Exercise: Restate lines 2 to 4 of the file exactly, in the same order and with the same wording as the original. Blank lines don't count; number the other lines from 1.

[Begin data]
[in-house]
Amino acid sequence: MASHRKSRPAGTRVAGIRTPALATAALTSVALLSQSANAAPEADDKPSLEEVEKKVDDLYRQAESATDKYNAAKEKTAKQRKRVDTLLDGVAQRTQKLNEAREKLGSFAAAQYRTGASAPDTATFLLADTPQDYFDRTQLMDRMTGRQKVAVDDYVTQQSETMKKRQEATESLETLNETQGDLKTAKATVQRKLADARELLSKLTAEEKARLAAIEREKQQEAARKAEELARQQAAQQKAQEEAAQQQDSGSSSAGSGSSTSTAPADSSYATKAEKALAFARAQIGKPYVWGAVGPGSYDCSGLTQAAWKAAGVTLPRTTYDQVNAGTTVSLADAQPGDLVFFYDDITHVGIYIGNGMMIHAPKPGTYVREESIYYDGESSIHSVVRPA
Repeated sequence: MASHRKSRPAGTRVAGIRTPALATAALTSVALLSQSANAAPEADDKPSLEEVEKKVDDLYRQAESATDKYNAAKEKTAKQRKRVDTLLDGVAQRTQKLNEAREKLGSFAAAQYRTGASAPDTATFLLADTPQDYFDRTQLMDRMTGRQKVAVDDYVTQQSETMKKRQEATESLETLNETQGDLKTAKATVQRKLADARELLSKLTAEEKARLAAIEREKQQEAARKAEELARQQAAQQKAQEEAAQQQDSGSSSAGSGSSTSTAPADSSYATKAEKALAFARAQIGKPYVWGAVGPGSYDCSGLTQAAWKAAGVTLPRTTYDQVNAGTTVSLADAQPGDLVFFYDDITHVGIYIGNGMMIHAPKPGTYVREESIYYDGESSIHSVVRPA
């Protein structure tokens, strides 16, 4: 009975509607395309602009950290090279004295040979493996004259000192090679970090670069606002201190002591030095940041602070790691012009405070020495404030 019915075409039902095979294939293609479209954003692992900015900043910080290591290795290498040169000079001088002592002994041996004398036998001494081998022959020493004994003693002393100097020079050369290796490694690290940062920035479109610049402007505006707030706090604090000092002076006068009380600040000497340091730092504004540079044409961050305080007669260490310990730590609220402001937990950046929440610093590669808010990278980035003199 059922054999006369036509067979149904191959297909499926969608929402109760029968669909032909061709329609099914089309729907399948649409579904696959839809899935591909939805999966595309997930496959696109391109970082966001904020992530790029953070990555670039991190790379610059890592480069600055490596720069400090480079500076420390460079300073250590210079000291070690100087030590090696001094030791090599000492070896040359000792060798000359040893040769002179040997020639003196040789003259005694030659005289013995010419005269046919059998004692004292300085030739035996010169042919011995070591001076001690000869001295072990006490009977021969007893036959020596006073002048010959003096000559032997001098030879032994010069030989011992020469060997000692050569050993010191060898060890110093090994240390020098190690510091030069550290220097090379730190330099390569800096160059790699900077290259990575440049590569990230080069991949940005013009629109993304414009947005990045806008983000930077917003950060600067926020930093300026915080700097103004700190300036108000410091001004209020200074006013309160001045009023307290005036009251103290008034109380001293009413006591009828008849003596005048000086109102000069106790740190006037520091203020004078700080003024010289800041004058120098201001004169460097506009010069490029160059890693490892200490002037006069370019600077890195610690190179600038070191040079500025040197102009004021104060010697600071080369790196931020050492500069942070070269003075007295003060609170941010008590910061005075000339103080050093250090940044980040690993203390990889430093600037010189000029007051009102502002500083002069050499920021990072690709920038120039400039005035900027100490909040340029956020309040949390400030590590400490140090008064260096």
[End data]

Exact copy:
Amino acid sequence: MASHRKSRPAGTRVAGIRTPALATAALTSVALLSQSANAAPEADDKPSLEEVEKKVDDLYRQAESATDKYNAAKEKTAKQRKRVDTLLDGVAQRTQKLNEAREKLGSFAAAQYRTGASAPDTATFLLADTPQDYFDRTQLMDRMTGRQKVAVDDYVTQQSETMKKRQEATESLETLNETQGDLKTAKATVQRKLADARELLSKLTAEEKARLAAIEREKQQEAARKAEELARQQAAQQKAQEEAAQQQDSGSSSAGSGSSTSTAPADSSYATKAEKALAFARAQIGKPYVWGAVGPGSYDCSGLTQAAWKAAGVTLPRTTYDQVNAGTTVSLADAQPGDLVFFYDDITHVGIYIGNGMMIHAPKPGTYVREESIYYDGESSIHSVVRPA
Repeated sequence: MASHRKSRPAGTRVAGIRTPALATAALTSVALLSQSANAAPEADDKPSLEEVEKKVDDLYRQAESATDKYNAAKEKTAKQRKRVDTLLDGVAQRTQKLNEAREKLGSFAAAQYRTGASAPDTATFLLADTPQDYFDRTQLMDRMTGRQKVAVDDYVTQQSETMKKRQEATESLETLNETQGDLKTAKATVQRKLADARELLSKLTAEEKARLAAIEREKQQEAARKAEELARQQAAQQKAQEEAAQQQDSGSSSAGSGSSTSTAPADSSYATKAEKALAFARAQIGKPYVWGAVGPGSYDCSGLTQAAWKAAGVTLPRTTYDQVNAGTTVSLADAQPGDLVFFYDDITHVGIYIGNGMMIHAPKPGTYVREESIYYDGESSIHSVVRPA
């Protein structure tokens, strides 16, 4: 009975509607395309602009950290090279004295040979493996004259000192090679970090670069606002201190002591030095940041602070790691012009405070020495404030 019915075409039902095979294939293609479209954003692992900015900043910080290591290795290498040169000079001088002592002994041996004398036998001494081998022959020493004994003693002393100097020079050369290796490694690290940062920035479109610049402007505006707030706090604090000092002076006068009380600040000497340091730092504004540079044409961050305080007669260490310990730590609220402001937990950046929440610093590669808010990278980035003199 059922054999006369036509067979149904191959297909499926969608929402109760029968669909032909061709329609099914089309729907399948649409579904696959839809899935591909939805999966595309997930496959696109391109970082966001904020992530790029953070990555670039991190790379610059890592480069600055490596720069400090480079500076420390460079300073250590210079000291070690100087030590090696001094030791090599000492070896040359000792060798000359040893040769002179040997020639003196040789003259005694030659005289013995010419005269046919059998004692004292300085030739035996010169042919011995070591001076001690000869001295072990006490009977021969007893036959020596006073002048010959003096000559032997001098030879032994010069030989011992020469060997000692050569050993010191060898060890110093090994240390020098190690510091030069550290220097090379730190330099390569800096160059790699900077290259990575440049590569990230080069991949940005013009629109993304414009947005990045806008983000930077917003950060600067926020930093300026915080700097103004700190300036108000410091001004209020200074006013309160001045009023307290005036009251103290008034109380001293009413006591009828008849003596005048000086109102000069106790740190006037520091203020004078700080003024010289800041004058120098201001004169460097506009010069490029160059890693490892200490002037006069370019600077890195610690190179600038070191040079500025040197102009004021104060010697600071080369790196931020050492500069942070070269003075007295003060609170941010008590910061005075000339103080050093250090940044980040690993203390990889430093600037010189000029007051009102502002500083002069050499920021990072690709920038120039400039005035900027100490909040340029956020309040949390400030590590400490140090008064260096």